Things to Know Before You Take a DNA Test

What You Need to Know BEFORE You Take a DNA Test

Interested in your ethnicity or hoping to find relatives? Then DNA testing could be for you. But there are some things you should consider, before you take a DNA test.  Let’s get to the bad news first!

It’s important that you are aware before you take the test, that your result may not be what you expect. Even if you think you know what your results will be, you may get a surprise outcome. Sometimes the surprises are joyful and can be embraced, but other times they can cause distress or family conflict. The most common unwelcome surprises are unexpected paternity, siblings not being biological or previously unknown adoptions in the family.  So, be aware that nothing is certain in what is going to be revealed in your test. You need to be open to all possibilities.

Now to the good news! For the vast majority of people, the family relationships will be as they expect and they can enjoy learning about their admixture (ethnicity results), finding relatives through exploring their shared matches and using this information to develop their family tree.

DNA testing is a complex ethical area. I recommend everyone considering having their DNA tested, read the company’s Privacy Statement and make sure that you are comfortable with how the company uses your DNA, before proceeding with a test. This is the reason I only recommend using the major companies listed below – their Privacy policies are clear and public, and they have stringent practices to treat your DNA securely. It is in their interests to ensure customers feel safe! Some companies explicitly do not work with law enforcement agencies or they may ask you whether you would like to opt-in or opt-out of sharing your data with law enforcement agencies. 

Once you have decided to take a test, then it is important to take the right test for your needs.

Which DNA-testing company should I use?

First, you need to be clear about why you want to be tested. Are you interested in your ethnicity, do you want to find shared matches to help you develop your family tree, are you trying to find biological relatives, are you interested in health information or is it a combination of reasons?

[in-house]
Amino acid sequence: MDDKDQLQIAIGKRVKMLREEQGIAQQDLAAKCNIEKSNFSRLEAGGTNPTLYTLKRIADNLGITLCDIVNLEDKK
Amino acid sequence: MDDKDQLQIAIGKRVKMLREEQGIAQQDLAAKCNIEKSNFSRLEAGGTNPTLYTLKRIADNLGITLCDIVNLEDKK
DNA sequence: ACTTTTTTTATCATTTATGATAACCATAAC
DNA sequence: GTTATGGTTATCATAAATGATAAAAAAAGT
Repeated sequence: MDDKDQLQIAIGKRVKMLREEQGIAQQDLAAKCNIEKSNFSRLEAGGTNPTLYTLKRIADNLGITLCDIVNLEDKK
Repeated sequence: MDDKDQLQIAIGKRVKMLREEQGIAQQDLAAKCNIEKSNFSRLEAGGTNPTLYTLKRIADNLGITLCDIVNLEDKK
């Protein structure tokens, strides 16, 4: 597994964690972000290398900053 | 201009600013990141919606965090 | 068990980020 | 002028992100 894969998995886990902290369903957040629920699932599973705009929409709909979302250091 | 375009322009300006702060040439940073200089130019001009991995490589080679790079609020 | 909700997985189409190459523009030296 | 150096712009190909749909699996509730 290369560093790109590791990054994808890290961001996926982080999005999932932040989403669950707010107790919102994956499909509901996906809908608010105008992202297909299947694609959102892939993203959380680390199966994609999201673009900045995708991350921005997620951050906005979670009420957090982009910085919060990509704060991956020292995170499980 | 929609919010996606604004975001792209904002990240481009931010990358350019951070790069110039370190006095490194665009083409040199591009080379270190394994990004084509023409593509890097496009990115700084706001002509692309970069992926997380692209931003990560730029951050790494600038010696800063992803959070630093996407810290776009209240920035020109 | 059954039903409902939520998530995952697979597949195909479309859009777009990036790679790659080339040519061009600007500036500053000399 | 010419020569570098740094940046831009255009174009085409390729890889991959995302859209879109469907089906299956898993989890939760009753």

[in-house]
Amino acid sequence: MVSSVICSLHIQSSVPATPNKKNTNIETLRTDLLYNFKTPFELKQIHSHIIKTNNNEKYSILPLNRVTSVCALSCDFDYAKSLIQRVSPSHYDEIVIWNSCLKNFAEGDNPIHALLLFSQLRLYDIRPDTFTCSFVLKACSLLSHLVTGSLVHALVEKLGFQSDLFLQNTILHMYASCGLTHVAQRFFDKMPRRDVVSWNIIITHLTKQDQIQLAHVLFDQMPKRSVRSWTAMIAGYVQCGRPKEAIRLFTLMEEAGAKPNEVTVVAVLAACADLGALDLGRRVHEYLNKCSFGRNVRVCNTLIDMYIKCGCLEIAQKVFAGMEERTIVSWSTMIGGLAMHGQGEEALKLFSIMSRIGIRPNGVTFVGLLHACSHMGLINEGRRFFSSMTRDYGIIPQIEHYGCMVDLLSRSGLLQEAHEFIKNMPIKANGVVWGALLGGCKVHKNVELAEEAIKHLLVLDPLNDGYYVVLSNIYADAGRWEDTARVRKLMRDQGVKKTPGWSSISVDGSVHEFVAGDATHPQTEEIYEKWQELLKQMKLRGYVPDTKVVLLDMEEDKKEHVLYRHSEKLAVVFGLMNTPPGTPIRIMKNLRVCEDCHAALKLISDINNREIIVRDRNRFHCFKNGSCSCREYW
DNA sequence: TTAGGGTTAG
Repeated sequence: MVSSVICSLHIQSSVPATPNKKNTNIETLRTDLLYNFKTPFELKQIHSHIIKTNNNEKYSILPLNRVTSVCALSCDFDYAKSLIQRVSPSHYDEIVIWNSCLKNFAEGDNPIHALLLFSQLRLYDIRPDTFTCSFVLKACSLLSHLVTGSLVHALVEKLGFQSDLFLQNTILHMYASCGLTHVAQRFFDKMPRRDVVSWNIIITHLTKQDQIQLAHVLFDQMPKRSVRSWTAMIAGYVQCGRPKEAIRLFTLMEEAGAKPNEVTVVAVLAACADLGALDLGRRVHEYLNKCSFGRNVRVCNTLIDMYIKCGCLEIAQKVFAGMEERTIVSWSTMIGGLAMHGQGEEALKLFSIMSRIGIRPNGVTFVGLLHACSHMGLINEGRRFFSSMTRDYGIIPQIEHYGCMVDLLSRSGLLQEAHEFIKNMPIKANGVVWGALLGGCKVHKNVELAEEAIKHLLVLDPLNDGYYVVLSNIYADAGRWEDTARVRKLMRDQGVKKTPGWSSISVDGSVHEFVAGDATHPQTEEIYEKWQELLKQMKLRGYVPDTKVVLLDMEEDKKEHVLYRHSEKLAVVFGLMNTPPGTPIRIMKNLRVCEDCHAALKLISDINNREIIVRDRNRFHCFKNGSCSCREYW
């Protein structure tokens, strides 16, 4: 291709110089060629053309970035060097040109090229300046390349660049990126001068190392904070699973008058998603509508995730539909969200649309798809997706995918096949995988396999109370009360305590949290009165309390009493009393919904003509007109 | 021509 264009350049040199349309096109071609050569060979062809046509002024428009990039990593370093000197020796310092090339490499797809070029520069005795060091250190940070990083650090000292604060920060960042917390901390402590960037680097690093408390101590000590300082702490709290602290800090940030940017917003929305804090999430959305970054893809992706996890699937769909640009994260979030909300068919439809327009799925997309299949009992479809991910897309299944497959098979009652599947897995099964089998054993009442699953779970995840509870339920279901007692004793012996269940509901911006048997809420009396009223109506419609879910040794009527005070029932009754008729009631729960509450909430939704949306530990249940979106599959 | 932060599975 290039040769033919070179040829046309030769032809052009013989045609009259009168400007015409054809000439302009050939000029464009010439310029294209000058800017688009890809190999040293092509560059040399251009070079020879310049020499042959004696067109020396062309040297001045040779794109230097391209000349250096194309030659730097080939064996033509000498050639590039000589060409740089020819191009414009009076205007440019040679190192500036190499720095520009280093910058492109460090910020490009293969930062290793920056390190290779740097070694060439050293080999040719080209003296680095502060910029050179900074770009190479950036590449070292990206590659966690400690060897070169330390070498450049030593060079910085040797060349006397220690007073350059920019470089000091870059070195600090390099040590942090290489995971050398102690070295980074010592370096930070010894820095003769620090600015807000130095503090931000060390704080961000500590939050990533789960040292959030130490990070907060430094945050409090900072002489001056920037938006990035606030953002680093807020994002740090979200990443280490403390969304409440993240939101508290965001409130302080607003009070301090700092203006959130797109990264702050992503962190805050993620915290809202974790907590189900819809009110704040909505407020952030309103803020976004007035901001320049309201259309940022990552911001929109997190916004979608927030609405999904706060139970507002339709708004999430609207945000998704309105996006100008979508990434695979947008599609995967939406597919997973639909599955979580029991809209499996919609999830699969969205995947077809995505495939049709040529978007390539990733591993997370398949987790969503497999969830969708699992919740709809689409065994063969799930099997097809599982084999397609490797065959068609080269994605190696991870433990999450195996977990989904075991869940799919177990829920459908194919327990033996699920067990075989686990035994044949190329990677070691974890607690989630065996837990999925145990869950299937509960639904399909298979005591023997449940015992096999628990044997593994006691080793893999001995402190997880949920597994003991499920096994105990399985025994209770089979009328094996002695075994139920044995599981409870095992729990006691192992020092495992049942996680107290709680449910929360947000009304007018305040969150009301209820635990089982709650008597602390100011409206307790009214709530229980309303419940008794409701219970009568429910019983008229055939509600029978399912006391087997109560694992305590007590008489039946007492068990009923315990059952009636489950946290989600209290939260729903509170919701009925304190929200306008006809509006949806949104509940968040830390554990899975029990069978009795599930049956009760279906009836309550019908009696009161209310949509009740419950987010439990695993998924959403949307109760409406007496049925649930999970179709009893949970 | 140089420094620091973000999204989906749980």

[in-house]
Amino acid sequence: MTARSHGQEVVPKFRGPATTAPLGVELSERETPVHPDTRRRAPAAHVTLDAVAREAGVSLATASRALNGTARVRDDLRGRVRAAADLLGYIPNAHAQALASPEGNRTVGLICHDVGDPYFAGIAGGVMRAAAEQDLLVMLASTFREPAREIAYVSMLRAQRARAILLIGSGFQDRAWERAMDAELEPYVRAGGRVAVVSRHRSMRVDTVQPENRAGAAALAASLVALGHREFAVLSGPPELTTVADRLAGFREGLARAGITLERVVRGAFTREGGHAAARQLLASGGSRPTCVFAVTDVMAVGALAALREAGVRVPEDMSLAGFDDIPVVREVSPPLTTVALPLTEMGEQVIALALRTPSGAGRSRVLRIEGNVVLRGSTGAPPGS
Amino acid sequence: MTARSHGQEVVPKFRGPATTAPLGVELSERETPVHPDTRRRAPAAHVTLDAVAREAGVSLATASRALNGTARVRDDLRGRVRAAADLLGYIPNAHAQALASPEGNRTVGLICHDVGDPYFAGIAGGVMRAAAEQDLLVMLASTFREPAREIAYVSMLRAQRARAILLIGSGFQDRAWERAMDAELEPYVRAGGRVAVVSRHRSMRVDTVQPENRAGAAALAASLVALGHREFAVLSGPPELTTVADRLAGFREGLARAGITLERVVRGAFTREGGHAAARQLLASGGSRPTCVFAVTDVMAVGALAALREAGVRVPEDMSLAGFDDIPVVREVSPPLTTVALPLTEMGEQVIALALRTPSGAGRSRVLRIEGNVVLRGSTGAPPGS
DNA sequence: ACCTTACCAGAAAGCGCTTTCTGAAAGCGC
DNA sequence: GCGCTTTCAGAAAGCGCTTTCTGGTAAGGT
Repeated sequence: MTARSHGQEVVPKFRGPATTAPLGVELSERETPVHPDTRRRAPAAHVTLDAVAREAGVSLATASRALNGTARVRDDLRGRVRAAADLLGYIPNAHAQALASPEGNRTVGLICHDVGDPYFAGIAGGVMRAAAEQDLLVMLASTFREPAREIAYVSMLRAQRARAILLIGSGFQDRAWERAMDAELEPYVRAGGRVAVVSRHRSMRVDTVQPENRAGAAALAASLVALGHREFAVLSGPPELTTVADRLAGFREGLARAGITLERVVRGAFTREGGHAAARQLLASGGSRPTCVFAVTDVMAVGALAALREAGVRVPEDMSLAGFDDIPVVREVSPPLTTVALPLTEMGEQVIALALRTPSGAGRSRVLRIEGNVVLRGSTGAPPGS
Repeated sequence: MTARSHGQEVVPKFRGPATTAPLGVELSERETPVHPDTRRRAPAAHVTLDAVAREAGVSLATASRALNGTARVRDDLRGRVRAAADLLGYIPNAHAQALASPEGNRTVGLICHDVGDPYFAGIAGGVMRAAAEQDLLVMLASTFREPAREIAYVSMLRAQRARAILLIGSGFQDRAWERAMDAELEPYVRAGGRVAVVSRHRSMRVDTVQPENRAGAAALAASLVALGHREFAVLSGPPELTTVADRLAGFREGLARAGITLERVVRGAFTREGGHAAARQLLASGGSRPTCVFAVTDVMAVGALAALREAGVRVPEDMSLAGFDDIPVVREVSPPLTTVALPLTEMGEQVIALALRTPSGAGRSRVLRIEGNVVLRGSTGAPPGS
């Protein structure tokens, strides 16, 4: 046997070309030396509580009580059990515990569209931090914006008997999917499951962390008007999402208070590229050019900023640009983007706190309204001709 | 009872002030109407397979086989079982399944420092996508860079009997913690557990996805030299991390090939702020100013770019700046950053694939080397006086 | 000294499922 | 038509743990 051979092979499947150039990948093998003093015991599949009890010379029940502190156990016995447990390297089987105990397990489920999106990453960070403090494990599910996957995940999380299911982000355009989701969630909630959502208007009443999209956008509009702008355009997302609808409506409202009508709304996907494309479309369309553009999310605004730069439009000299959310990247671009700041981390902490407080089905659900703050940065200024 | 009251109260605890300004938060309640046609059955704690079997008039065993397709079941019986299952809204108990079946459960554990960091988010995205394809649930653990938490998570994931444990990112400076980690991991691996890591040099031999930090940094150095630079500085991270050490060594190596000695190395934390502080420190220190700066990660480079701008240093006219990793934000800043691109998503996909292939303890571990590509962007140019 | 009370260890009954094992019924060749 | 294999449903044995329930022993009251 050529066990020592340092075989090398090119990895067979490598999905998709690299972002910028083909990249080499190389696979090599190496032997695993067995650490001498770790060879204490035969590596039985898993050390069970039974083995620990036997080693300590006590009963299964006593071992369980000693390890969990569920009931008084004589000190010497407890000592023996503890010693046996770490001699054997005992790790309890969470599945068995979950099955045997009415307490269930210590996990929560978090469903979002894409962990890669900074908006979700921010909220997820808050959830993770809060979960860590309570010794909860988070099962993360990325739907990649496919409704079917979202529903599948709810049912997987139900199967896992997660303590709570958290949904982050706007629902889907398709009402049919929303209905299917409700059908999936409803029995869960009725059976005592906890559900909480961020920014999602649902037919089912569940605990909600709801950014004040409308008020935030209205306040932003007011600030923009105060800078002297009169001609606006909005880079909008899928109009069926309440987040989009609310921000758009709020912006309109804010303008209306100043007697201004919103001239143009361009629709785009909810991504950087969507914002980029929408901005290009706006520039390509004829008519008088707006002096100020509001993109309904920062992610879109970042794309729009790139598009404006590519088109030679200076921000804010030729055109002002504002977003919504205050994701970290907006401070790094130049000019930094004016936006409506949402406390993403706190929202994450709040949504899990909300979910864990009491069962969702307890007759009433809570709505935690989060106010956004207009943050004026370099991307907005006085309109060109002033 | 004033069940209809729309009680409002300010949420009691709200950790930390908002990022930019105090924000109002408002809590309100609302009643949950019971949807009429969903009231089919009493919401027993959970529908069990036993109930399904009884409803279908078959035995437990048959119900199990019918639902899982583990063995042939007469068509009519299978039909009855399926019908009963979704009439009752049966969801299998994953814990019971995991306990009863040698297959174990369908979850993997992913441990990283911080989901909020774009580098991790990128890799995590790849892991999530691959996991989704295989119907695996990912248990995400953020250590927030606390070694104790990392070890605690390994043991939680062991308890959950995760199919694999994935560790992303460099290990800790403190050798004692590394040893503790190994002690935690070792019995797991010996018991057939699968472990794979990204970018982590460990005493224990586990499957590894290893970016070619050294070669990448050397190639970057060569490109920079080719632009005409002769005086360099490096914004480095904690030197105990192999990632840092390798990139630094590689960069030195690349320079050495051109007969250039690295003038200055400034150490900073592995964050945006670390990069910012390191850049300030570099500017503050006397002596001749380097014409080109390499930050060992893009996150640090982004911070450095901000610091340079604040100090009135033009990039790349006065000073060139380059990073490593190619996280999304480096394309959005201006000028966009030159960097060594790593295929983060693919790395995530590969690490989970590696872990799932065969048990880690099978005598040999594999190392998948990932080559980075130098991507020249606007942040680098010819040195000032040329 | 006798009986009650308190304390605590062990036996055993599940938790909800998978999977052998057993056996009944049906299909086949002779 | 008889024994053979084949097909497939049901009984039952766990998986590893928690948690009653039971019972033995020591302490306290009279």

Ancestry is a great starting point for most people who are focused on genealogy. It provides sound ethnicity information, including useful clustering information where concentrated matches exist. It has the largest worldwide database of individuals and the easiest to use Shared Matches system. For anyone trying to locate biological relatives, Ancestry is definitely the first place to start.  However, Ancestry does have its limitations compared to the other companies. It does not offer a chromosome browser for easier and more accurate matching, nor does it offer Y-DNA testing for men (which traces the direct paternal line only)  or mtDNA for women and men (which traces the direct maternal line only). 


If you are interested in European matches, then I recommend testing with Ancestry initially and then uploading your Ancestry DNA data to MyHeritage, which has a significantly broader number of European individuals tested in its database. MyHeritage also has the benefit of a chromosome browser which is a very useful tool for delving deeper into your matches. Ancestry and MyHeritage used together are very powerful in finding out family tree information.


23&Me provides accurate ethnicity information, has an excellent chromosome browser and comparison tool, but although you may find you have many DNA matches, it is rare that they are able to be used easily. 23&Me is USA-centric and historically has been used for people interested in health information from their DNA – consequently a lot of testers have not provided genealogical information and do not wish to be contacted about it. 23&Me is developing its genealogical focus and offers some excellent features, but at this current time it is still difficult to use as a shared matching company. It does offer unique features such as a suggested tree, based solely on your matches, and an ethnicity timeline of when ancestors may have entered your tree. I recommend 23&Me only for experienced DNA users and family historians who have tested elsewhere previously.


If you have predominantly historical UK heritage, then LivingDNA is an excellent choice for learning more about the British counties where you originate. It is excellent for verifying your paper trail and showing areas where you might have gaps in your tree. The company is currently undertaking a lot of work on shared matches – watch this space! At the moment, the matches are not that easy to use, but I expect this will improve significantly over the next twelve months.


If your needs relate to clarifying paternity, then FamilyTreeDNA is an excellent choice. Family Tree DNA offers the traditional autosomal testing like every other company, but they specialise in male Y-DNA testing which can only track a man’s father, and his father, and so on. They also offer matrilineal line testing, for both men and women. Within FamilyTreeDNA are groups studying unusual or difficult surnames, such as ‘Smith’, to try and sort out the relationships. These could be useful depending upon your circumstances.